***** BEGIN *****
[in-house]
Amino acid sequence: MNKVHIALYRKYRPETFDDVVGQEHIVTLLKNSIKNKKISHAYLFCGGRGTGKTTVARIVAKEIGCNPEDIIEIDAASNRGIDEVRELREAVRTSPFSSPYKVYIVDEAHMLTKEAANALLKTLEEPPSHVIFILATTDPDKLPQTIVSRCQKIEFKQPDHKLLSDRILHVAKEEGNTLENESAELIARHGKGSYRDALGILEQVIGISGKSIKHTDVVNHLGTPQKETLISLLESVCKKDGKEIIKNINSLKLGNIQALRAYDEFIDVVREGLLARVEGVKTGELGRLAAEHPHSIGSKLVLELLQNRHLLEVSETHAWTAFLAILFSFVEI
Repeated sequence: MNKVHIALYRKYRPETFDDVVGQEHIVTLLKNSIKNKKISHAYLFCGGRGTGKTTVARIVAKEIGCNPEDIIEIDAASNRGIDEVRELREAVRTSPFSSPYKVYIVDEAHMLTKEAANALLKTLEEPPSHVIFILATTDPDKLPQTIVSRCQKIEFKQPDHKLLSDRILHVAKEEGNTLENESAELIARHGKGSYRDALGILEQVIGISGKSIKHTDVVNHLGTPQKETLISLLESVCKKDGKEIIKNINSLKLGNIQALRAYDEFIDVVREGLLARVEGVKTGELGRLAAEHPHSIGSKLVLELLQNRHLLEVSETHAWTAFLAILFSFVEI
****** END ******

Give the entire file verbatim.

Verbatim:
[in-house]
Amino acid sequence: MNKVHIALYRKYRPETFDDVVGQEHIVTLLKNSIKNKKISHAYLFCGGRGTGKTTVARIVAKEIGCNPEDIIEIDAASNRGIDEVRELREAVRTSPFSSPYKVYIVDEAHMLTKEAANALLKTLEEPPSHVIFILATTDPDKLPQTIVSRCQKIEFKQPDHKLLSDRILHVAKEEGNTLENESAELIARHGKGSYRDALGILEQVIGISGKSIKHTDVVNHLGTPQKETLISLLESVCKKDGKEIIKNINSLKLGNIQALRAYDEFIDVVREGLLARVEGVKTGELGRLAAEHPHSIGSKLVLELLQNRHLLEVSETHAWTAFLAILFSFVEI
Repeated sequence: MNKVHIALYRKYRPETFDDVVGQEHIVTLLKNSIKNKKISHAYLFCGGRGTGKTTVARIVAKEIGCNPEDIIEIDAASNRGIDEVRELREAVRTSPFSSPYKVYIVDEAHMLTKEAANALLKTLEEPPSHVIFILATTDPDKLPQTIVSRCQKIEFKQPDHKLLSDRILHVAKEEGNTLENESAELIARHGKGSYRDALGILEQVIGISGKSIKHTDVVNHLGTPQKETLISLLESVCKKDGKEIIKNINSLKLGNIQALRAYDEFIDVVREGLLARVEGVKTGELGRLAAEHPHSIGSKLVLELLQNRHLLEVSETHAWTAFLAILFSFVEI